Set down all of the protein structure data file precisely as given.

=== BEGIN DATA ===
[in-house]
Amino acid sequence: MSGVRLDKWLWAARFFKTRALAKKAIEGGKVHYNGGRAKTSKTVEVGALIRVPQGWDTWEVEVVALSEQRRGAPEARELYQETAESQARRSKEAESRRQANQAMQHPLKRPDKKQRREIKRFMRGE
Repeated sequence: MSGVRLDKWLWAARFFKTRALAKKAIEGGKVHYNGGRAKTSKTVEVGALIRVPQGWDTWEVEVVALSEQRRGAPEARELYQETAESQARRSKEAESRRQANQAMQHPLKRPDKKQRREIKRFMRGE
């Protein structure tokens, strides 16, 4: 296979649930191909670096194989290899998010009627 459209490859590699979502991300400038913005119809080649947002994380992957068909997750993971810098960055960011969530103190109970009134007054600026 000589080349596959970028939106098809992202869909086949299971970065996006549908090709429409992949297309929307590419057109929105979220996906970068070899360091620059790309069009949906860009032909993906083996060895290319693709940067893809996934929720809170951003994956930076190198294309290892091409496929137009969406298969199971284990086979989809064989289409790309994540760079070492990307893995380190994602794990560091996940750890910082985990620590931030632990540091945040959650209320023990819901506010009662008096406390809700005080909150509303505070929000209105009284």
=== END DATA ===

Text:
[in-house]
Amino acid sequence: MSGVRLDKWLWAARFFKTRALAKKAIEGGKVHYNGGRAKTSKTVEVGALIRVPQGWDTWEVEVVALSEQRRGAPEARELYQETAESQARRSKEAESRRQANQAMQHPLKRPDKKQRREIKRFMRGE
Repeated sequence: MSGVRLDKWLWAARFFKTRALAKKAIEGGKVHYNGGRAKTSKTVEVGALIRVPQGWDTWEVEVVALSEQRRGAPEARELYQETAESQARRSKEAESRRQANQAMQHPLKRPDKKQRREIKRFMRGE
């Protein structure tokens, strides 16, 4: 296979649930191909670096194989290899998010009627 459209490859590699979502991300400038913005119809080649947002994380992957068909997750993971810098960055960011969530103190109970009134007054600026 000589080349596959970028939106098809992202869909086949299971970065996006549908090709429409992949297309929307590419057109929105979220996906970068070899360091620059790309069009949906860009032909993906083996060895290319693709940067893809996934929720809170951003994956930076190198294309290892091409496929137009969406298969199971284990086979989809064989289409790309994540760079070492990307893995380190994602794990560091996940750890910082985990620590931030632990540091945040959650209320023990819901506010009662008096406390809700005080909150509303505070929000209105009284």